At the turn of the 20th Century, Liberty Hall was one of Tamaqua's main commercial properties and home to social and sporting events such as theater, boxing and basketball.
Thanks to newly-announced grant funding, the old Liberty Hall will receive a new lease on life.
The historic Tamaqua area landmark will be converted into residential living units as part of a neighborhood redevelopment project.
The Pennsylvania Housing Finance Agency (PHFA) has approved $3.8 million for the restoration and reuse of the former Liberty Hall, located at 420 East Broad Street.
The development includes $2.3 million in equity investment in Federal Housing Tax Credits, approximately $481,000 from Historic Preservation Credits, $500,000 in PennHOMES funds, and the remainder in local equity.
"This is yet another important step forward to revitalizing our communities here in Schuylkill County," said State Senator David Argall (R-29) in a news release for the funding. "Block by block, a restored streetscape sends a positive message to the entire community."
The proposal includes two apartments and 10 town homes with full enclosed garages. All apartments will use sustainable materials and meet "Energy Star" standards.
The project is similar to the restoration of the former Aiken building, located behind the Liberty Hall building, which the Alliance For Building Communities (ABC), Allentown, was able to convert to apartments.
"Without a vibrant community, we simply cannot compete for the jobs and economic growth that is necessary for ourselves and our children," said State Rep. Jerry Knowles (R-124) in the news release. "These investments are necessary to rebuilding and restoring our future."
According to Donald R. Serfass, local historian and author of Iron Steps: Illustrated History of Tamaqua, Pennsylvania, Liberty Hall has had a variety of owners and functions through the years.
"From its start, Liberty Hall was a prominent industrial and commercial complex in a quickly growing community," said Serfass. "The main section, the brick portion, is believed to have been built about 1875. A frame front office and entrance were added about 1920 and are still part of the building.
Serfass said Liberty Hall hosted dances, boxing matches, basketball games, and private parties, and played a large role in Tamaqua social life, particularly in the Roaring 20s.
"It was a popular venue for sports and even theatre in that era," he related. "In fact, on June 23, 1923, a theatrical play entitled, The Waif of Sunshine Inn, written and directed by Tamaqua native Miss Ruth A. Steinert, debuted in Liberty Hall.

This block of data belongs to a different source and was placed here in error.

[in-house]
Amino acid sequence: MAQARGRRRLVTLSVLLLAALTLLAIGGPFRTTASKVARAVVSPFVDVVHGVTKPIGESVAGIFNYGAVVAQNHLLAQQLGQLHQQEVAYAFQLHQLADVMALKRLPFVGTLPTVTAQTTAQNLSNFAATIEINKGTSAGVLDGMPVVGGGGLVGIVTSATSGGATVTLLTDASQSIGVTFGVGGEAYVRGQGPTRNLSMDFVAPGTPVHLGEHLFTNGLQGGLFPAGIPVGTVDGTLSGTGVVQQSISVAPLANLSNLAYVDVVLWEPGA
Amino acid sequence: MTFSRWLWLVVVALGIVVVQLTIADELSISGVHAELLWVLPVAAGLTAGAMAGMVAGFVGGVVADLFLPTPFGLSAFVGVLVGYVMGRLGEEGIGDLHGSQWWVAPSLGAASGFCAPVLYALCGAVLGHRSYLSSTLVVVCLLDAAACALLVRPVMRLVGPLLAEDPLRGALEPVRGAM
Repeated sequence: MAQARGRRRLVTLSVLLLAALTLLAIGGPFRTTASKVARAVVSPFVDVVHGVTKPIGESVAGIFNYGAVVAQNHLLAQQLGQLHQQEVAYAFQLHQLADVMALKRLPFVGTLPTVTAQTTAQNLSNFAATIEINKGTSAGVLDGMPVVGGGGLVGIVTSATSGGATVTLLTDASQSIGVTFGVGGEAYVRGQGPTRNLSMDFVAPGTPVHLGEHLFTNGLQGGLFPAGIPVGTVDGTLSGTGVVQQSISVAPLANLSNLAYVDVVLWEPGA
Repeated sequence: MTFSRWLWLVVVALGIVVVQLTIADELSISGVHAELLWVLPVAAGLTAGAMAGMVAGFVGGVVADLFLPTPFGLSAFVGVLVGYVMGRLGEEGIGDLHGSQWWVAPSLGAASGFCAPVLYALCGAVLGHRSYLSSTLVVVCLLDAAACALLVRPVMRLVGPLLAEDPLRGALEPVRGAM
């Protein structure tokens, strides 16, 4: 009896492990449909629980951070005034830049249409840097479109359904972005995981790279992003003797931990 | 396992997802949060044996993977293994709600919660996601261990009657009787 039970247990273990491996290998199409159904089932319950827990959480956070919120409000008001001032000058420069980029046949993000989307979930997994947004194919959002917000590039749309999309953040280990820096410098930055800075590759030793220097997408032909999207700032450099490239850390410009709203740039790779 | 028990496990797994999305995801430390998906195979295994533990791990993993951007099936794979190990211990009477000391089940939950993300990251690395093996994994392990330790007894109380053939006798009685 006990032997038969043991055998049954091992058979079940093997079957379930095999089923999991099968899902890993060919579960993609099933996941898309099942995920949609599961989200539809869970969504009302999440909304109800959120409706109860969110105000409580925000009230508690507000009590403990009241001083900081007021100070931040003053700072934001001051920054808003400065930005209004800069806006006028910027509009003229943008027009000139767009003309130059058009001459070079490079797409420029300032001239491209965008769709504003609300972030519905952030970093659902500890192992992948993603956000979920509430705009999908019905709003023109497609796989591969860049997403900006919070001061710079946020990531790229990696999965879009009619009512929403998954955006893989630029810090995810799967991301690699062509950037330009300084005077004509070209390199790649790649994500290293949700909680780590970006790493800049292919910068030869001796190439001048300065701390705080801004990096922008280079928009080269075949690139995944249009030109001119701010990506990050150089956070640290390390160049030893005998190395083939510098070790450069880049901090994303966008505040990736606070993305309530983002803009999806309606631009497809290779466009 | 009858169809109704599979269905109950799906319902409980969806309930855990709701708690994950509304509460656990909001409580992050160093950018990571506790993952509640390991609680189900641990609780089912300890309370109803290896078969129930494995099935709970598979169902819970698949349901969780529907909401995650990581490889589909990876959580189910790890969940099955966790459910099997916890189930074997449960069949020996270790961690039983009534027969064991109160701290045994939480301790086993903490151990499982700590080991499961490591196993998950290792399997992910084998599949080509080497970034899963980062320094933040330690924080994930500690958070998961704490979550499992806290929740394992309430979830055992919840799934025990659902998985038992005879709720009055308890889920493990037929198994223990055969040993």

"In the 1930s, it also functioned as a roller skating rink. The hall featured a balcony on three sides from which was suspended a basketball cage enclosed in fish-net type netting.
"The lower level was the site of Liberty Garage, later called Peoples Garage. There, owner Jere Knepper sold DeSotos, Reo Flying Clouds, Reo Speed Wagons, Oldsmobiles, Viking Eight and other early models. The garage portion was large enough to hold 35 cars."
Liberty Hall also was the location of Sprite Manufacturing, a shirt factory, in the early 1920s, noted Serfass.
On Oct. 22, 1959, Liberty Hall was acquired by J. E. Morgan Knitting Mills and continued to serve a variety of commercial and industrical uses in later years.
Liberty Hall now has the chance to once again establish a useful niche in the community.
"This is very good news for the building, the neighborhood, the Alliance for Building Communities, the Tamaqua Area Community Partnership and all of Tamaqua," said Micah Gursky, President, Tamaqua Borough Council and treasurer of the Tamaqua Area Community Partnership. "Our board really went out on a limb for this project by acquiring it and it is great to see it moving forward.
"Our historic buildings have a lot of life left in them and I'm so proud of the team of volunteers and professionals who are helping Tamaqua save and reuse our assets," added Gursky. "Converting Liberty Hall into residential apartments is a great re-use of this important building."